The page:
Has Globalization Backfired?
For a period of time, going global just seemed to make sense. But with China’s rise, Covid-19, and the war in Ukraine, words like “localnomics,” “friends-shoring,” and “decoupling” have helped codify a growing movement that calls for less interdependence between economies. Those in favor of a more “deglobalized” system of trade argue that it is not only more environmentally friendly and responsive to regional needs, but also less of a driver of income inequality. Indeed, globalization’s three-decade trend of trade growing at twice the speed of the world economy has not lifted all boats, they argue. For many, including middle income populations in the industrialized west, it has backfired. Deglobalization is a welcome a shift. Others disagree. Globalization’s virtues are unmistakable, they say, resulting in less poverty and higher incomes across the world. People once cut off from markets benefit from new connections in commerce, culture, and communications. For them, it has not backfired. In fact, in the face of political challenges and volatile markets, more regionally-focused trade constitutes a dangerous circling of the wagons. In this context, we ask the question: Has Globalization Backfired?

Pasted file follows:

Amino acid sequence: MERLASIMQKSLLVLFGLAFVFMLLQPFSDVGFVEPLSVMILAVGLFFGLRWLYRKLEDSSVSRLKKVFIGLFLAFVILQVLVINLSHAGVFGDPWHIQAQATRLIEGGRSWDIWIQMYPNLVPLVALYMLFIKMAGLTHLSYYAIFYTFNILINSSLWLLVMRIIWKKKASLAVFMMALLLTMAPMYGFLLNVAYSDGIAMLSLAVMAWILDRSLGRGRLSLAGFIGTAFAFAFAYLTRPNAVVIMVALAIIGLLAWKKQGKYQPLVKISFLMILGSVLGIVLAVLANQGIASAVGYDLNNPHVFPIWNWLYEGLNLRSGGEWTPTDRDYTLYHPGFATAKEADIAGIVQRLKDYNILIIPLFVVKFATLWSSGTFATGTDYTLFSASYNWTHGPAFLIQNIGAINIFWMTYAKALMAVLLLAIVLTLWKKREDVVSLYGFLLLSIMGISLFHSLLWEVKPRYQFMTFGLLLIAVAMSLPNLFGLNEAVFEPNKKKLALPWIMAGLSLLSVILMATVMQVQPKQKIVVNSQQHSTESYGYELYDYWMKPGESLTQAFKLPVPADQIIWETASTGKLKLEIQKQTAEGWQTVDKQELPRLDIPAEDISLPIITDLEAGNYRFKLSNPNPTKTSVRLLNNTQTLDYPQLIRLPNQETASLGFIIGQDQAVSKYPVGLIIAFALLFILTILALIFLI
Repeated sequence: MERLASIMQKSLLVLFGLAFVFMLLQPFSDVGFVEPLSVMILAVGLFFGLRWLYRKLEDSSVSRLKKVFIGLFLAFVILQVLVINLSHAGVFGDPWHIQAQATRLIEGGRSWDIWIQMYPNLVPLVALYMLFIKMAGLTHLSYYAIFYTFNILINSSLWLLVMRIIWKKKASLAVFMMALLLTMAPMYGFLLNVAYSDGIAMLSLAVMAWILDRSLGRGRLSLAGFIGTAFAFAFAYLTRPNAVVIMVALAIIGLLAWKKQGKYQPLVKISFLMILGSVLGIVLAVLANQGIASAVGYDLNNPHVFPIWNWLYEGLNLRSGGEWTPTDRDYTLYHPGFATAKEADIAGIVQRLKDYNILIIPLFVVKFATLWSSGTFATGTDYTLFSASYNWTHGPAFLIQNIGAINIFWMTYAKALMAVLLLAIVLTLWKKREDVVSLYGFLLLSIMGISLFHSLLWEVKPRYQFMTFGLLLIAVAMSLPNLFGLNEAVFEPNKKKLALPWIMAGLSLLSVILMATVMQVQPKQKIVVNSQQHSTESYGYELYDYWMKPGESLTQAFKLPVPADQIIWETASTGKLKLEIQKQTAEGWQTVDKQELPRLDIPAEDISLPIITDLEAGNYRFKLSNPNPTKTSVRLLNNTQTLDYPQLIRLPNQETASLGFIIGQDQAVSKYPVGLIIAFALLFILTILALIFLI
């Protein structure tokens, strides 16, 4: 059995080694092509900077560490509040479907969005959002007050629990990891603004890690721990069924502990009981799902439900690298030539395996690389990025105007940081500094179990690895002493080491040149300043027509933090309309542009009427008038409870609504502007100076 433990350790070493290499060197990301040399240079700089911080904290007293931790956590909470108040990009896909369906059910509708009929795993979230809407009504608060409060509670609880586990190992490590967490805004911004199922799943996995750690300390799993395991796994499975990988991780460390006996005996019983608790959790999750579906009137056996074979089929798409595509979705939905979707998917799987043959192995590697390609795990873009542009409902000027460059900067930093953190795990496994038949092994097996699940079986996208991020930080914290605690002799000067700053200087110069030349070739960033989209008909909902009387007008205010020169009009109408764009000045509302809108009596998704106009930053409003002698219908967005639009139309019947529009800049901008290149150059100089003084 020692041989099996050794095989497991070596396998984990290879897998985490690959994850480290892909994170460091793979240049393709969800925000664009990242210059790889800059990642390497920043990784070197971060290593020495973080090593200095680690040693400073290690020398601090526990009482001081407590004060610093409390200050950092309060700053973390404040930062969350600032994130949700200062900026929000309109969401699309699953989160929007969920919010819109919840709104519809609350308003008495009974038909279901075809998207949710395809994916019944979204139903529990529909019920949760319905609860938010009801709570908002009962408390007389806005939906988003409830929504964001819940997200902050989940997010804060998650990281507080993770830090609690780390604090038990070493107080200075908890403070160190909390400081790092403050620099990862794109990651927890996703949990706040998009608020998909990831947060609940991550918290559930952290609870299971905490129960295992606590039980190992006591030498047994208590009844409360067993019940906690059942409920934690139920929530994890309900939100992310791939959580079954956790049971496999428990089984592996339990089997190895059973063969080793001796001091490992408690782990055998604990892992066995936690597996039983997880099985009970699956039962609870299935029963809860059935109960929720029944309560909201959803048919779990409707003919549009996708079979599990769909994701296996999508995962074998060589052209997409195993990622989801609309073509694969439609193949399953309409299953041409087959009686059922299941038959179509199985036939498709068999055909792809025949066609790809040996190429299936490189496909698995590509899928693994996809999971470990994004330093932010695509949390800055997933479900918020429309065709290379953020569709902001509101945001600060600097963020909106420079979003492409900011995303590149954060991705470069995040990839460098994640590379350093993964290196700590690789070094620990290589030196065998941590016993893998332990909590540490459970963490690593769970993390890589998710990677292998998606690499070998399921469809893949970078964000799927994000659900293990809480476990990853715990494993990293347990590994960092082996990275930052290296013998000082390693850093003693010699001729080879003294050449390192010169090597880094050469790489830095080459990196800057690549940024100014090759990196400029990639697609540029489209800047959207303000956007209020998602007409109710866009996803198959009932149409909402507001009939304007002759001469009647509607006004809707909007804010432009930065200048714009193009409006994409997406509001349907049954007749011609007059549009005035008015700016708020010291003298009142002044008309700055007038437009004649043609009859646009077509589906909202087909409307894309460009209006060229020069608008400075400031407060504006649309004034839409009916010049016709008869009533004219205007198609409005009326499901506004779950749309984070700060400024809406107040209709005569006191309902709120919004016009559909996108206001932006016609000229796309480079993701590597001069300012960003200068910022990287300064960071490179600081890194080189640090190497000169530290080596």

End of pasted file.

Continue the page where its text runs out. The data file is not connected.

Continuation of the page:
John Donvan, Host and Moderator, Intelligence Squared U.S.
Arguing “YES” – Rana Foroohar, Global Business Columnist, Financial Times; Author, “Homecoming: The Path To Prosperity In A Post-Global World”
Arguing “NO” – Parag Khanna, Founder & CEO of Climate Alpha and Founder & Managing Partner of FutureMap
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